Arizona Gov. Doug Ducey has signed three bills targeting abortion providers, including one requiring them to follow outdated federal guidelines for the most common abortion drug and prescribe it at much higher doses than needed.
The law boldly defies new FDA rules implemented this week on abortion drugs.
The signing of the bill, Senate Bill 1324, is likely to jump-start a federal court case that blocked a previous version of the legislation.
The bill bars doctors from prescribing the drug commonly known as RU-486 after seven weeks of pregnancy and requires it to be taken only at Food and Drug Administration-approved doses in effect until this week. It also requires the two doses of the drug to be taken at a clinic, while providers now send the patient home with the second pill to be taken days after the first.
Courts blocked a similar 2012 law, and a federal injunction remains in place against that legislation.
In a signing statement Thursday, the Republican governor said the Legislature acted in good faith in approving the legislation to deal with the lawsuit brought by abortion providers.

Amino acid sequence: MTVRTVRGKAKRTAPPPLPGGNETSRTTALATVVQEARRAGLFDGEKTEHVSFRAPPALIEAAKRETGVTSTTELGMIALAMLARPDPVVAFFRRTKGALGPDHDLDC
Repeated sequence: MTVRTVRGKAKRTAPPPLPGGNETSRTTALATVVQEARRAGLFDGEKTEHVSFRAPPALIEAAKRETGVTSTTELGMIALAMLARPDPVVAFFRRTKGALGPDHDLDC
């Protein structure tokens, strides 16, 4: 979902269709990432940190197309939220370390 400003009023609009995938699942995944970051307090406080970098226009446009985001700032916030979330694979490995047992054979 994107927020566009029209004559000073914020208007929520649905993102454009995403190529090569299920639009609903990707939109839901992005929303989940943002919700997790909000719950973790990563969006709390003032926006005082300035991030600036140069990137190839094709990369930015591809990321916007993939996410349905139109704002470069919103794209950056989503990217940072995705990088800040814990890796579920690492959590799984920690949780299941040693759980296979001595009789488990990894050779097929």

“In such a case, I will always stand with those advocating life,” Ducey wrote. “I recognize that given the unexpected actions of the FDA, some changes may need to be made in a later bill, and I stand ready to consider those changes when they reach my desk.”
The legislation was backed by the antiabortion group the Center for Arizona Policy, whose president, Cathi Herrod, is a powerful force at the Republican-controlled Legislature. In a statement, the organization said: “Center for Arizona Policy stands with Gov. Ducey on his statement and will be working with legislative leaders to respond appropriately.”
Ducey also signed two other bills targeting abortion or abortion providers. One, Senate Bill 1474, bars abortion providers from transferring fetal tissue for use in research. Planned Parenthood’s Arizona affiliate said it doesn’t provide fetal tissue for research.
Planned Parenthood Arizona spokeswoman Jodi Liggett said the governor should have vetoed the abortion medication legislation, especially because he recognizes it likely will need to be immediately revamped to deal with the new FDA guidelines. She said she expected legislation to fix the issue to emerge quickly.
“By ‘fix it,’ we take it to mean they’ll just lock the new label into place in perpetuity, which is pretty silly and is all about face-saving and not about any rational policy at all,” Liggett said. “That’s a lot of time and effort just to appease Cathi Herrod.”